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January 23, 2002

FDA is refusing to grant a Washington Legal Foundation (WLF) request that the agency notify the Office of Management and Budget (OMB) within seven days of court rulings striking down agency regulations. The agency also will not post a notice on FDA's website with a link to rules, regulations or guidances struck down by the courts. But FDA promises to review on its own court decisions that have ruled against FDA regulations with an eye to revoking them.

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A Medicare advocacy group is calling for a congressional probe of drug pricing policies following the launch of a new drug discount card for Medicare beneficiaries by a leading pharmaceutical manufacturer.

The Pfizer Inc. initiative should be a "wake-up call" for Congress and the administration to explore why pharmaceutical companies are not offering discounts to all Americans, says Medicare Rights Center (MRC) President Robert Hayes.

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The public interest group most involved in patrolling FDA regulatory policies is pushing for Congress to hold hearings on the nine drugs that have been approved and subsequently recalled under the Prescription Drug Fee User Act (PDUFA). Public Citizen's biggest concern is whether FDA's standard of review for drugs under PDUFA meets a high enough bar to ensure public safety, according to a Public Citizen source.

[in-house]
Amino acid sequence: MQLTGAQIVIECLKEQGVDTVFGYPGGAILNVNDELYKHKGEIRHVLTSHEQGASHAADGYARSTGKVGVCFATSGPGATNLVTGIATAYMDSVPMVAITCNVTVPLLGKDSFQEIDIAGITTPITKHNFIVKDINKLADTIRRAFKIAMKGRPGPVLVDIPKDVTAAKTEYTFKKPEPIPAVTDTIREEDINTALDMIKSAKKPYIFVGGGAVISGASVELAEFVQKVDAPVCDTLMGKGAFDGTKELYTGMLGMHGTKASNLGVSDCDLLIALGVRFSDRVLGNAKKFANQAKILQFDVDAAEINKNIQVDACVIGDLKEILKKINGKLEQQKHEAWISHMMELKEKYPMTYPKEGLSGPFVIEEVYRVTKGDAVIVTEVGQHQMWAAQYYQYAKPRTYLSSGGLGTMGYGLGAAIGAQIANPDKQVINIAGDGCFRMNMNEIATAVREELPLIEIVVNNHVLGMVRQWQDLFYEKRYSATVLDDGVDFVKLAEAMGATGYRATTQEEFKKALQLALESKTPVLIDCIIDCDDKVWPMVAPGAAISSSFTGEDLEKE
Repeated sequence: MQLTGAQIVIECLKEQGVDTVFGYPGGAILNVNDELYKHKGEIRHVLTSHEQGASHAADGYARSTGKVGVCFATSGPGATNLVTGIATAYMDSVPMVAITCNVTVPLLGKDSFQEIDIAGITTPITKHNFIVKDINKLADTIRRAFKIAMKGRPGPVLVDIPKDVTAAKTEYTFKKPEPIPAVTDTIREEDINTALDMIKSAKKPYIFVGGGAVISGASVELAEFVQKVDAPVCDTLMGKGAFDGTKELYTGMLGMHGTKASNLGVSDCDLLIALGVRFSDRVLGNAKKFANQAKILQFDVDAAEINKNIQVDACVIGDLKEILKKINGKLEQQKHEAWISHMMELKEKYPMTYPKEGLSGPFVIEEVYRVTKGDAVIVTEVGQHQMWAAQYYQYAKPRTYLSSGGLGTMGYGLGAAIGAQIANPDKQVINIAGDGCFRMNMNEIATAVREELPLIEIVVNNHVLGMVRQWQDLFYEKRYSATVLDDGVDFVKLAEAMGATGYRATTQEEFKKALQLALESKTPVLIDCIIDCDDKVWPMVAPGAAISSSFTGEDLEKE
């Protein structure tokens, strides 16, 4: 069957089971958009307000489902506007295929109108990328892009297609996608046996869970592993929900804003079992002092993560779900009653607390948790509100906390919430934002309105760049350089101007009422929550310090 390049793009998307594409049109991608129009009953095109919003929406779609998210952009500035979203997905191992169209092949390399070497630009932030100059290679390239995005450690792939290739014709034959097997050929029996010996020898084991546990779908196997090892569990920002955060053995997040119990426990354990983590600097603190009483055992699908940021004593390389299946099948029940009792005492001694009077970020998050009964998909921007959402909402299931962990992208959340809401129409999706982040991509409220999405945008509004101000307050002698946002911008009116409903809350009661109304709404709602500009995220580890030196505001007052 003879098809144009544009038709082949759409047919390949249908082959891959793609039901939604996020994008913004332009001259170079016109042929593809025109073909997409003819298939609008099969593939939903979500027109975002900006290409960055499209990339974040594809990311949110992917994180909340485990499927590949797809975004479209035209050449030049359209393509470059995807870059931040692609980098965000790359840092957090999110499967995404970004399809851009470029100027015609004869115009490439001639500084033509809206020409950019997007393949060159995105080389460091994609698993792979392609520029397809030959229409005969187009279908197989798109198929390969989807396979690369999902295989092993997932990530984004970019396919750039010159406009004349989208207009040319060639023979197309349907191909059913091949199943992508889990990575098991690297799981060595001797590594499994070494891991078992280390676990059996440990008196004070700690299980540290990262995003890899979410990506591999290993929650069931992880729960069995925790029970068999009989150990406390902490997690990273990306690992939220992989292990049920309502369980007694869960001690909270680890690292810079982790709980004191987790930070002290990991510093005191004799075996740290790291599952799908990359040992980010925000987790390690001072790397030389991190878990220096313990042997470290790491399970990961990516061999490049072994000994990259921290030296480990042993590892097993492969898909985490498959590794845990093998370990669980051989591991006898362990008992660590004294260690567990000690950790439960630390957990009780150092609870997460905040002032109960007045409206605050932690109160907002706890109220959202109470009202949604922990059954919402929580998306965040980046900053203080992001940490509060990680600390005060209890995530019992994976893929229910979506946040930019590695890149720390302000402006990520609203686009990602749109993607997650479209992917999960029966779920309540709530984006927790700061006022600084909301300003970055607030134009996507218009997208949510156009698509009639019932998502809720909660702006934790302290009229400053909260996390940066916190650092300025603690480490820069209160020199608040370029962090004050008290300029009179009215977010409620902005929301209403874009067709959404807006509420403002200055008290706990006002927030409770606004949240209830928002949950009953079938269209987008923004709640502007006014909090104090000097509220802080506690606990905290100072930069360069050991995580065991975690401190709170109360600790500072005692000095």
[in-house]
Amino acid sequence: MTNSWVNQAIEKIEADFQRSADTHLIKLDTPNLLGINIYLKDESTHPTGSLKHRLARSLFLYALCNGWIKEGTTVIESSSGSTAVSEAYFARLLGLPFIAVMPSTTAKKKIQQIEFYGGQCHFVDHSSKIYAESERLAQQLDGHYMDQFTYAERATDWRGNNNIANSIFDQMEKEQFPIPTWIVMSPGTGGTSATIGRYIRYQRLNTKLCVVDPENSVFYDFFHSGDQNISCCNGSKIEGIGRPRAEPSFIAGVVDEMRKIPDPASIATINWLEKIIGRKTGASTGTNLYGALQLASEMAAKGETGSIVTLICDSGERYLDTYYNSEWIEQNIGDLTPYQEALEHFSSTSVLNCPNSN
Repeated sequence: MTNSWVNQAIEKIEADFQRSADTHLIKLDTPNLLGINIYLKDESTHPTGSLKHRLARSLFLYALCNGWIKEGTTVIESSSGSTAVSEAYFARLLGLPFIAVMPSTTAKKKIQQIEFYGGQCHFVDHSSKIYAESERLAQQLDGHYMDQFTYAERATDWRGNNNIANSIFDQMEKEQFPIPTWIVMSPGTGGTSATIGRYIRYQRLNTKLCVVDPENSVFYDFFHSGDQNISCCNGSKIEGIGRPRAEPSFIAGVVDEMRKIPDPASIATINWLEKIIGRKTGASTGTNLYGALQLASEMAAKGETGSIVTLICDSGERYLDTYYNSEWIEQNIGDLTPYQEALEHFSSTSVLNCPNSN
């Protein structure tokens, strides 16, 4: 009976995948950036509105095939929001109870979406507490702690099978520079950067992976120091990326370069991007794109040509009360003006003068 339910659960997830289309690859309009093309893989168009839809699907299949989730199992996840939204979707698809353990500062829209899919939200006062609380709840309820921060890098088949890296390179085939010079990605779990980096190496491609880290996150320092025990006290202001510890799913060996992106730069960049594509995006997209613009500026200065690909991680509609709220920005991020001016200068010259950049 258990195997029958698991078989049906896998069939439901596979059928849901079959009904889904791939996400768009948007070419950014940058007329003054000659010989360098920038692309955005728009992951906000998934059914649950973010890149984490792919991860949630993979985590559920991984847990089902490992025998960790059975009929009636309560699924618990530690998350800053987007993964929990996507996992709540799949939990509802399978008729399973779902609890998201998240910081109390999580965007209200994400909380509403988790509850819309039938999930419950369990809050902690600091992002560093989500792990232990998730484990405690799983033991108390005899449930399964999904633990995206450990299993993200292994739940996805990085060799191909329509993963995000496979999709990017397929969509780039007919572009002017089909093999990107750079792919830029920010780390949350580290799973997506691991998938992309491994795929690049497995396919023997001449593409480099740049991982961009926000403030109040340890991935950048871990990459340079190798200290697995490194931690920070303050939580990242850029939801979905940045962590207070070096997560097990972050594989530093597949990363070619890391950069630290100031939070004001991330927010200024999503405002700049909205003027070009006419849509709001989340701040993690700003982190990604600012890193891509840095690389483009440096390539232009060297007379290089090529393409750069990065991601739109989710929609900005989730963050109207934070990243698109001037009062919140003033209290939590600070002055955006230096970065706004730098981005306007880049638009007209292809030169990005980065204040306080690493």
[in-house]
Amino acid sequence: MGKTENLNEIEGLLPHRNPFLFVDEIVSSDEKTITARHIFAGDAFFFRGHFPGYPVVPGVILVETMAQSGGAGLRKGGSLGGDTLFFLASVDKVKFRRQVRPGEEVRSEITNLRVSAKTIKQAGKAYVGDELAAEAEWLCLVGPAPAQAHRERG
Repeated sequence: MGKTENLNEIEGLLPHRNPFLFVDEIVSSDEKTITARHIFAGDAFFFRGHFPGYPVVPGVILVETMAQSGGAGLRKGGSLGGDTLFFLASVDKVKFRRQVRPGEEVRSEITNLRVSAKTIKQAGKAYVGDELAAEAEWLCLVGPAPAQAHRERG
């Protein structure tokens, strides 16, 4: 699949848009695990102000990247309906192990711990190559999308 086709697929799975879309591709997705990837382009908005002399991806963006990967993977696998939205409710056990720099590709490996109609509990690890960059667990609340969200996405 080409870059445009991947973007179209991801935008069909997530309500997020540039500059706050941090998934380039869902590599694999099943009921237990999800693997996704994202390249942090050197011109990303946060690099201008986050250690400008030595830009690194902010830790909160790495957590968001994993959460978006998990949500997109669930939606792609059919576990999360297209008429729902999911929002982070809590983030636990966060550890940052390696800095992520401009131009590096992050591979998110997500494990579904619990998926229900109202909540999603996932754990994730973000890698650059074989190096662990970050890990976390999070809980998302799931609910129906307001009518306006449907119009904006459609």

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OSHA will soon release guidelines to help employers develop and implement emergency evacuation plans, OSHA Administrator John Henshaw revealed in a speech at a lecture series on bioterrorism in the workplace.

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January 22, 2002

FDA's food center is rethinking what countries it will target for food import inspections and what federal agencies it needs to foster relationships with in the new climate of bioterrorism preparedness. At a National Academies of Sciences Jan. 15 meeting on food and livestock security, an FDA official said the center is now pursuing a relationship with the intelligence community.